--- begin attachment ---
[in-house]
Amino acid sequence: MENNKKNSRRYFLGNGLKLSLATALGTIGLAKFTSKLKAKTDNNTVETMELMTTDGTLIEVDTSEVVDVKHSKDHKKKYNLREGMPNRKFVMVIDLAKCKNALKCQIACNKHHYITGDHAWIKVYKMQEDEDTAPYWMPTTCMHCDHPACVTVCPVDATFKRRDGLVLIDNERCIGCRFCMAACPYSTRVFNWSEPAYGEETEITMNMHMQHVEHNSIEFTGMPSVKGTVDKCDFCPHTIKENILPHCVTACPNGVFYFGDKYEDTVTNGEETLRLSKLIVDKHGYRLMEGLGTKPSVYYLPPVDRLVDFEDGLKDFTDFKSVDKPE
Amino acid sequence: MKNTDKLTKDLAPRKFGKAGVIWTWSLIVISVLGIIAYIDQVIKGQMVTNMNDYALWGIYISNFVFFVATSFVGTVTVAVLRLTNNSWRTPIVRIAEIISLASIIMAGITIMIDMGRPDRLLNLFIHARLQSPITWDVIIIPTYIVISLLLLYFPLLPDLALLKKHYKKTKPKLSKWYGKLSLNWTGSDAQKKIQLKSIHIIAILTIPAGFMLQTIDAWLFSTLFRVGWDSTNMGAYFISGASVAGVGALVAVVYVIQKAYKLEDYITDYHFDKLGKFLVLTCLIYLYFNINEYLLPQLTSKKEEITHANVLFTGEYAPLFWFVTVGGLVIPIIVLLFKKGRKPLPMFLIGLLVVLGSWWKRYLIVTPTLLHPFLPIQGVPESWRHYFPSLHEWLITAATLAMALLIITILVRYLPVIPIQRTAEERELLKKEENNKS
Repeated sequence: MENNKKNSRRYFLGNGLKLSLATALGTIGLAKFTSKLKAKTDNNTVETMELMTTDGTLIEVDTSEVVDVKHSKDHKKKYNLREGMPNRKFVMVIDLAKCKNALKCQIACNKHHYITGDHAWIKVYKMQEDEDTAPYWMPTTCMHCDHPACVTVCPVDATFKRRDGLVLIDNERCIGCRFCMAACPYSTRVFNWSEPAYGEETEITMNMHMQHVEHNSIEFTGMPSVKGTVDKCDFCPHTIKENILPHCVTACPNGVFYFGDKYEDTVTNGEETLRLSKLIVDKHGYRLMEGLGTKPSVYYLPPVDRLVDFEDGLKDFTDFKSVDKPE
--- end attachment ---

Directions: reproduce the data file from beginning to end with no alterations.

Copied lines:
[in-house]
Amino acid sequence: MENNKKNSRRYFLGNGLKLSLATALGTIGLAKFTSKLKAKTDNNTVETMELMTTDGTLIEVDTSEVVDVKHSKDHKKKYNLREGMPNRKFVMVIDLAKCKNALKCQIACNKHHYITGDHAWIKVYKMQEDEDTAPYWMPTTCMHCDHPACVTVCPVDATFKRRDGLVLIDNERCIGCRFCMAACPYSTRVFNWSEPAYGEETEITMNMHMQHVEHNSIEFTGMPSVKGTVDKCDFCPHTIKENILPHCVTACPNGVFYFGDKYEDTVTNGEETLRLSKLIVDKHGYRLMEGLGTKPSVYYLPPVDRLVDFEDGLKDFTDFKSVDKPE
Amino acid sequence: MKNTDKLTKDLAPRKFGKAGVIWTWSLIVISVLGIIAYIDQVIKGQMVTNMNDYALWGIYISNFVFFVATSFVGTVTVAVLRLTNNSWRTPIVRIAEIISLASIIMAGITIMIDMGRPDRLLNLFIHARLQSPITWDVIIIPTYIVISLLLLYFPLLPDLALLKKHYKKTKPKLSKWYGKLSLNWTGSDAQKKIQLKSIHIIAILTIPAGFMLQTIDAWLFSTLFRVGWDSTNMGAYFISGASVAGVGALVAVVYVIQKAYKLEDYITDYHFDKLGKFLVLTCLIYLYFNINEYLLPQLTSKKEEITHANVLFTGEYAPLFWFVTVGGLVIPIIVLLFKKGRKPLPMFLIGLLVVLGSWWKRYLIVTPTLLHPFLPIQGVPESWRHYFPSLHEWLITAATLAMALLIITILVRYLPVIPIQRTAEERELLKKEENNKS
Repeated sequence: MENNKKNSRRYFLGNGLKLSLATALGTIGLAKFTSKLKAKTDNNTVETMELMTTDGTLIEVDTSEVVDVKHSKDHKKKYNLREGMPNRKFVMVIDLAKCKNALKCQIACNKHHYITGDHAWIKVYKMQEDEDTAPYWMPTTCMHCDHPACVTVCPVDATFKRRDGLVLIDNERCIGCRFCMAACPYSTRVFNWSEPAYGEETEITMNMHMQHVEHNSIEFTGMPSVKGTVDKCDFCPHTIKENILPHCVTACPNGVFYFGDKYEDTVTNGEETLRLSKLIVDKHGYRLMEGLGTKPSVYYLPPVDRLVDFEDGLKDFTDFKSVDKPE